When the Revolutionary War ended with the Treaty of Paris, the state of Georgia took control of a large parcel of land known as the Yazoo lands. This 35-million acre region surrounding the Yazoo River was owned by and home to the Yazoo Nation. It later became large portions of Alabama and Mississippi. In 1795, the Georgia state legislature decided to sell the land and divided it into 4 sections. The Yazoo Land Act of 1795 was enacted by the state legislature; however, it was later determined that many officials had approved it in exchange for bribes. Voters were so incensed by the scandal that many of the politicians who approved the Land Act were not re-elected and the new legislature repealed the law and voided the land purchases.
John Peck purchased 13,000 acres of land from the land grant in 1800. In 1803, Robert Fletcher purchased the land from Peck for $3,000. Fletcher later discovered, however, that the Land Act had been voided and sued Peck. Fletcher claimed that Peck had promised him good title (rights to own the land). The federal circuit court ruled in favor of Peck so Fletcher appealed to the Supreme Court of the United States.
Could the contract between Fletcher and Peck be invalidated by the Georgia legislature because the original sale of the land was invalidated by the repeal of the Yazoo Land Act? In other words, once the Georgia state legislature had passed the Land Act and sold the land, could it constitutionally reverse the sale?
Chief Justice John Marshall wrote the opinion for the Court and held that the Georgia legislature’s repeal of the Yazoo Land Act of 1795 was unconstitutional and violated the contract clause of the Constitution. The Court called the bribery of state officials “deplorable” but reasoned that Peck was an innocent third party who had entered into what he believed to be a legal contract and that the contract was therefore binding. As Marshall put it, “When a law is in its nature a contract, when absolute rights have vested under that contract, a repeal of the law cannot divest those rights.” The Court also ruled that Georgia did not have “sovereign power” to solve the political corruption that took place with the original land act. Fletcher’s case was dismissed and the Georgia act of 1796 was struck down because it violated the Constitution. This marked the first time that the Supreme Court declared a state law unconstitutional. It also set the precedent that the Constitution’s Contract Clause applied to the states. Justice William Johnson wrote a dissenting opinion.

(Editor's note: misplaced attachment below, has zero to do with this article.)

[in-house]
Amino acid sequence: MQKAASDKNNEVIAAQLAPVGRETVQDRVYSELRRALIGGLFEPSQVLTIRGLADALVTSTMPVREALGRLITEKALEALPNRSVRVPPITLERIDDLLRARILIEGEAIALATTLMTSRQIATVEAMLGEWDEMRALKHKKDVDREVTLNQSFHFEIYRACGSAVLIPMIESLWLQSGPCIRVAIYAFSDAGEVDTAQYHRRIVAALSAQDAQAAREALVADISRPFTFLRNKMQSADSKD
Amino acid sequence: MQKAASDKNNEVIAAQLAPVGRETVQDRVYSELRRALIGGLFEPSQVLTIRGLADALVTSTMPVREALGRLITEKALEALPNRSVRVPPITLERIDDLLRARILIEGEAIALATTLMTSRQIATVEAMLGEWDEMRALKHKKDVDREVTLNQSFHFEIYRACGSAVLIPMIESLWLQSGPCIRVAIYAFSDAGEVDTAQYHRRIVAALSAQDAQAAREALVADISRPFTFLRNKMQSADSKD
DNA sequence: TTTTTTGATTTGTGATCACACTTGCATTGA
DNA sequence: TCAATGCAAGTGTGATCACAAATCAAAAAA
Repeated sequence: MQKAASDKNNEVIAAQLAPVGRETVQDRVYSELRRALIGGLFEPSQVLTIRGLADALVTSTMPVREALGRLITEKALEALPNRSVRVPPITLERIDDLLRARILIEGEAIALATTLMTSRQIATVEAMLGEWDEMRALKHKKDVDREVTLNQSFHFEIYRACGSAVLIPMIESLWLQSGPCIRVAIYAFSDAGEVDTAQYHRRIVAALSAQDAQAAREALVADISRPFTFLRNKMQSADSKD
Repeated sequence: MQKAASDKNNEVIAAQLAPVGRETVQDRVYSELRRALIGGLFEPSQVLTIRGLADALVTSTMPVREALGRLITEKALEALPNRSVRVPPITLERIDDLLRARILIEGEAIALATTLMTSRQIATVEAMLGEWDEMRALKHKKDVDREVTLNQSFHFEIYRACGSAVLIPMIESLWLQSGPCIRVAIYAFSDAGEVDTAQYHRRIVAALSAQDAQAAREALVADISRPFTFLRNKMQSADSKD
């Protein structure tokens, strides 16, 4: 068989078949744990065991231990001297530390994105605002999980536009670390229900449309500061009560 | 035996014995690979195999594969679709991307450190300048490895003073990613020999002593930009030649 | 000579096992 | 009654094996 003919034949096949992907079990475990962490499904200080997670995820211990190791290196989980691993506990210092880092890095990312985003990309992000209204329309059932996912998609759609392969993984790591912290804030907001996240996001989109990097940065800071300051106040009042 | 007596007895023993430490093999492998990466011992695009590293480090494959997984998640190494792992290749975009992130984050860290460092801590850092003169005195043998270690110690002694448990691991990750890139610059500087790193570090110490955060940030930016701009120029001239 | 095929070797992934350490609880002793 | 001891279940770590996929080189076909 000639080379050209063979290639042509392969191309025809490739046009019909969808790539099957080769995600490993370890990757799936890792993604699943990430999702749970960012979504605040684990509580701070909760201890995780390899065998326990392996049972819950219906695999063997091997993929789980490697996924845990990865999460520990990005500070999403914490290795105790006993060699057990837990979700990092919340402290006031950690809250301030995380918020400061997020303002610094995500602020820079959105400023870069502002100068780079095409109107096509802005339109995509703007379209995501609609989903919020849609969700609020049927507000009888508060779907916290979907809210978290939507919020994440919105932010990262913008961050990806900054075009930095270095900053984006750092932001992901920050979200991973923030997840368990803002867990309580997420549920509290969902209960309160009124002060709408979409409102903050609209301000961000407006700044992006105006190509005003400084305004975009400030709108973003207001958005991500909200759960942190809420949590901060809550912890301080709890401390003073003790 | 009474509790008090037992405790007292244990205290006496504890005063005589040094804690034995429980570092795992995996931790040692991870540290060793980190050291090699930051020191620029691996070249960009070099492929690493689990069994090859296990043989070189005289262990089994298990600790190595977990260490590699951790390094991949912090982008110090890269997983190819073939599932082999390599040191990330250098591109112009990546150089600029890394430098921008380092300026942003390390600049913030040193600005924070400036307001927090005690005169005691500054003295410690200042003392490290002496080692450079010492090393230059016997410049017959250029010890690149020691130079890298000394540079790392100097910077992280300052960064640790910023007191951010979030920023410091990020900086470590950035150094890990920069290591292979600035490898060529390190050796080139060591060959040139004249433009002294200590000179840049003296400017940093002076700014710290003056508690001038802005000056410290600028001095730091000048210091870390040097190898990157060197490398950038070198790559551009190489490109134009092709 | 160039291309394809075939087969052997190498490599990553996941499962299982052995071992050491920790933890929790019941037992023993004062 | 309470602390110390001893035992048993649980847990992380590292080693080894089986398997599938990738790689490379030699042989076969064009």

Though the Court’s ruling was adjusted almost two decades later in another contract case, Charles River Bridge v. Warren Bridge (1837), it remained the law until the 1930s and was an obstacle for state governments attempting to regulate businesses within their borders. In 1934, in the midst of the Great Depression, the Court set a new limited precedent allowing states to modify contracts in the name of public welfare.
Neither the United States nor Georgia purchased the land from the Yazoo Nation so there was the legal question of whether they had the right to sell it in the first place. While the topic of Native American property rights was briefly discussed during the trial, those rights were decided to be “occupancy for the purpose of hunting…they have no…title to the soil…it is overrun by them, rather than inhabited. It is not true and legal possession.” These ideas would shape Native American nation property rights for the foreseeable future.
- Why is it significant that the Supreme Court ruled a state law unconstitutional?
- Why couldn’t Georgia overturn a corrupt law?
- How did Georgian voters check the power of their state legislature?
- How did this ruling impact Native American nations?
Banner, Stuart (2005). How the Indians Lost Their Land: Law and Power on the Frontier. Cambridge: Harvard. pp. 171–172. ISBN 0-674-01871-0. https://archive.org/details/howindianslostth00bann_0/page/172/mode/2up?view=theater
Feature Image: The Supreme Court met on February 5, 1810 in the U.S. Capitol Building in the first courtroom designed for its use by Benjamin Latrobe. Fletcher v. Peck was one of the first cases argued in this new chamber, with argument starting on February 14, 1810. This room was burned by the British during thebut is believed to have looked much like the Old Supreme Court Chamber seen here. Collection of the Supreme Court of the United States
Fletcher v. Peck (1810), https://www.oyez.org/cases/1789-1850/10us87
Fletcher v. Peck, 10 U.S. 6 Cranch 87 87 (1810) https://supreme.justia.com/cases/federal/us/10/87/.
McBride, Alex, Supreme Court History: Capitalism and Conflict, Landmark Cases: Fletcher v. Peck (1810), https://www.thirteen.org/wnet/supremecourt/capitalism/landmark_fletcher.html.